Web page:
Some of the ideas discussed in this blog are published in my new book called "The Stonehenge Bluestones" -- available by post and through good bookshops everywhere. Bad bookshops might not have it....
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Tuesday, 23 November 2021

Vatnajōkull ice edge

These three extraordinary images are from satellite imagery, showing parts of the northern edge (top two) and southern edge (lower pic) of the Vatnajōkull ice cap in Iceland.

The convoluted patterns are annual accumulation layers preserved in the ice and exposed as a result of surface ablation near the ice edge and further confused as a result of the internal deformation of ice as it moves from the ice centre out towards the edge.  What makes these patterns so clear is the presence of hundreds if not thousands of ash layers, each one relating to an eruption somewhere in the vicinity.  You can tell from the constitution and colour of the ash which eruption is responsible for each layer and when it occurred.  So it all works rather like the recognition and dating of tree rings.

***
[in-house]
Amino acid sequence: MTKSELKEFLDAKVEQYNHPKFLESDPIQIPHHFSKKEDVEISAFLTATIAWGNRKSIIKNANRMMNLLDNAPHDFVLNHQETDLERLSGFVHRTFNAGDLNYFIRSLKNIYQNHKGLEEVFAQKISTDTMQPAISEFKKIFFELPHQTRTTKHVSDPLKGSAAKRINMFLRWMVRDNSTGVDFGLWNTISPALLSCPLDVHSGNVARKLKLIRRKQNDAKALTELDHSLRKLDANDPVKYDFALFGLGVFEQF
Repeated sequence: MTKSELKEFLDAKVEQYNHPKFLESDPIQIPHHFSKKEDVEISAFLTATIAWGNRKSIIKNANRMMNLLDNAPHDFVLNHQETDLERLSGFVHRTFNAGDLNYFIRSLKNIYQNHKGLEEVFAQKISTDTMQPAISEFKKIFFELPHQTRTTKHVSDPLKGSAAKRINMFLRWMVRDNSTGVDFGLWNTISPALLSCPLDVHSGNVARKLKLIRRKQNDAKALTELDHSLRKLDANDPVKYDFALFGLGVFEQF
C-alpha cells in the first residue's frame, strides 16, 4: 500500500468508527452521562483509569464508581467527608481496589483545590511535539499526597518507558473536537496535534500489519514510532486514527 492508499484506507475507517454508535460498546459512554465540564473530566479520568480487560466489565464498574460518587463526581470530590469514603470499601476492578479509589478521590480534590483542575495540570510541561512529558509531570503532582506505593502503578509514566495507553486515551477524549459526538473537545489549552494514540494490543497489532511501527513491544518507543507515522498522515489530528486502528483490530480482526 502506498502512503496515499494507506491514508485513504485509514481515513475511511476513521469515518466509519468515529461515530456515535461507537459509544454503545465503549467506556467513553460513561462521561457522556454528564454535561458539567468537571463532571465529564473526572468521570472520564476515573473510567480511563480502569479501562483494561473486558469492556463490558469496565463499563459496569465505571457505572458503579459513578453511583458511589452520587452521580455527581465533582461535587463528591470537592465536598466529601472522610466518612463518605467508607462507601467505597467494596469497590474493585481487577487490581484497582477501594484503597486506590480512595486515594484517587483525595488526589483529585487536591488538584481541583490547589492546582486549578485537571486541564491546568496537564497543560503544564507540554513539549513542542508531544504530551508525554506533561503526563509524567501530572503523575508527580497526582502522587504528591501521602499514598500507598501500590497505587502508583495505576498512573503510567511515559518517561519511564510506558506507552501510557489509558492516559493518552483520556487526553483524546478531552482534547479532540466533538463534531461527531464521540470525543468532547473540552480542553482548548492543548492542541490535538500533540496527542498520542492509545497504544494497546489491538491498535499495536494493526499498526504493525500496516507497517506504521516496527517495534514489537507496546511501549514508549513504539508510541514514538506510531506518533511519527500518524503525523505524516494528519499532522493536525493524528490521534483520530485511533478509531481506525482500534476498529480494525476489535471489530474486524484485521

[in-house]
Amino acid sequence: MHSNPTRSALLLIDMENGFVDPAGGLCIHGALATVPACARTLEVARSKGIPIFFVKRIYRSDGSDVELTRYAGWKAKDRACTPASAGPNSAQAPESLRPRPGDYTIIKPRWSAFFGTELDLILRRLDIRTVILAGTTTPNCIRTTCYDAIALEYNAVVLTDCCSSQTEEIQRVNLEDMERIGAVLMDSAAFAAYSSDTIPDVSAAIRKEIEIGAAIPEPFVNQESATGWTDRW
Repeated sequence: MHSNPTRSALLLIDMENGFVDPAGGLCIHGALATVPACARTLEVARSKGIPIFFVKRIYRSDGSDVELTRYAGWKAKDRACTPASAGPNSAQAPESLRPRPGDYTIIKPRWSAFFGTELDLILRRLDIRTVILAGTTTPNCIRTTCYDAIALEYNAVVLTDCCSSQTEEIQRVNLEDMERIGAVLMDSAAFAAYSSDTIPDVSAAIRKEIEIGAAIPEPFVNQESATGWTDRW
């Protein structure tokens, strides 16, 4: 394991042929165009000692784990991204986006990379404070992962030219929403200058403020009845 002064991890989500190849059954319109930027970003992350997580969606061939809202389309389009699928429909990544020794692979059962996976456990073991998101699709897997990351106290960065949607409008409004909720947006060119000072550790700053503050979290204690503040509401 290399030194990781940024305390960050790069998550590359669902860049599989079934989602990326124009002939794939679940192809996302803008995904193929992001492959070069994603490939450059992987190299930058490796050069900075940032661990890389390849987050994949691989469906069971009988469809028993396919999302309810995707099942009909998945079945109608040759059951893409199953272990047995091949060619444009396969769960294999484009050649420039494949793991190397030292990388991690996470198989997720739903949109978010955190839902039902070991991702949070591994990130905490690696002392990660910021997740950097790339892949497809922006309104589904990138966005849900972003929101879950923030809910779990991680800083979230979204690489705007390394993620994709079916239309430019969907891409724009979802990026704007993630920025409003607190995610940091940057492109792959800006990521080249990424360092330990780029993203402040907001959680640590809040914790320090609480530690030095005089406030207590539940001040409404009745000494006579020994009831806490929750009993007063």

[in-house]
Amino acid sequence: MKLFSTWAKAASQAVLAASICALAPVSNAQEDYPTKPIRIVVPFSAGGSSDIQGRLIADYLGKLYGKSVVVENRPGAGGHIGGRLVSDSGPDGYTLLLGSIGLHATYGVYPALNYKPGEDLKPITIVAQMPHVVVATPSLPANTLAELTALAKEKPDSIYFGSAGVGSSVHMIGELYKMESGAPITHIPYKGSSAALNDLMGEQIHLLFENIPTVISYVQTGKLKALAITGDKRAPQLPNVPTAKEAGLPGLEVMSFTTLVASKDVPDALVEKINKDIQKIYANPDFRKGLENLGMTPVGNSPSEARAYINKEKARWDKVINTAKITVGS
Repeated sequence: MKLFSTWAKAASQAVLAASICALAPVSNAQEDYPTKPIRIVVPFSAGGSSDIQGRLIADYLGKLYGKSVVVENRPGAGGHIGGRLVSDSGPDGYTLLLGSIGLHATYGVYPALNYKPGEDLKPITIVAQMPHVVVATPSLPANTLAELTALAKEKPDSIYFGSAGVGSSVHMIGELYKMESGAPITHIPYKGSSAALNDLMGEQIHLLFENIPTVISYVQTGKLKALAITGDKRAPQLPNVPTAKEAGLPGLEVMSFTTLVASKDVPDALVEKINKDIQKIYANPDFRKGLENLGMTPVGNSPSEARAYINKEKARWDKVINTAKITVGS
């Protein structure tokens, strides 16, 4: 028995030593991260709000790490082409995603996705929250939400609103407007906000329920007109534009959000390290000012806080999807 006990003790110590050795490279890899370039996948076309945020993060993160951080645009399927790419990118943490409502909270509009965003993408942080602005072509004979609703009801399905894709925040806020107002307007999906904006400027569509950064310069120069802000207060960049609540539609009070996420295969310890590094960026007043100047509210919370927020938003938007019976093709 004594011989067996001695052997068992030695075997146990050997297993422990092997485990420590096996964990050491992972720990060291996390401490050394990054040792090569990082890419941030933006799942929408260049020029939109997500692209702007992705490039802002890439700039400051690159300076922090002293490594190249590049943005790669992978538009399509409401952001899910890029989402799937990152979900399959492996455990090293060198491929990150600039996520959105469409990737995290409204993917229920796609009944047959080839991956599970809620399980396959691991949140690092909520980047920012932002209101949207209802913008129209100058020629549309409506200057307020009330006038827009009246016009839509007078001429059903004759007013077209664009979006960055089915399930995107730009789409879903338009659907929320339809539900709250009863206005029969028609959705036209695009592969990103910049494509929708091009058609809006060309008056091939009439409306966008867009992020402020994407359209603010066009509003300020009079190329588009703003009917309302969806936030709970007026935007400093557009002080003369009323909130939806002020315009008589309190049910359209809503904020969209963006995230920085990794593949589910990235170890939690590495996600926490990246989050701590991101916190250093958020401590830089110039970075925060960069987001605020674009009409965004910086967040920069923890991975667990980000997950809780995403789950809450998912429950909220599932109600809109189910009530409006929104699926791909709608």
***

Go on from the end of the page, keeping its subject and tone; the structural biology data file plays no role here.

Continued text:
Another reason for the complexity of these patterns is the complexity of glaciological processes in and under this ice cap -- because there is geothermal heating under the ice, causing intermittent excessive melting and the creation of water bodies on the glacier bed, which occasionally escape as "jōkulhlaups" or catastrophic floods.  So there are glacier surges too, on some of the outlet glaciers.

This is about as dynamic as a glacier gets.......


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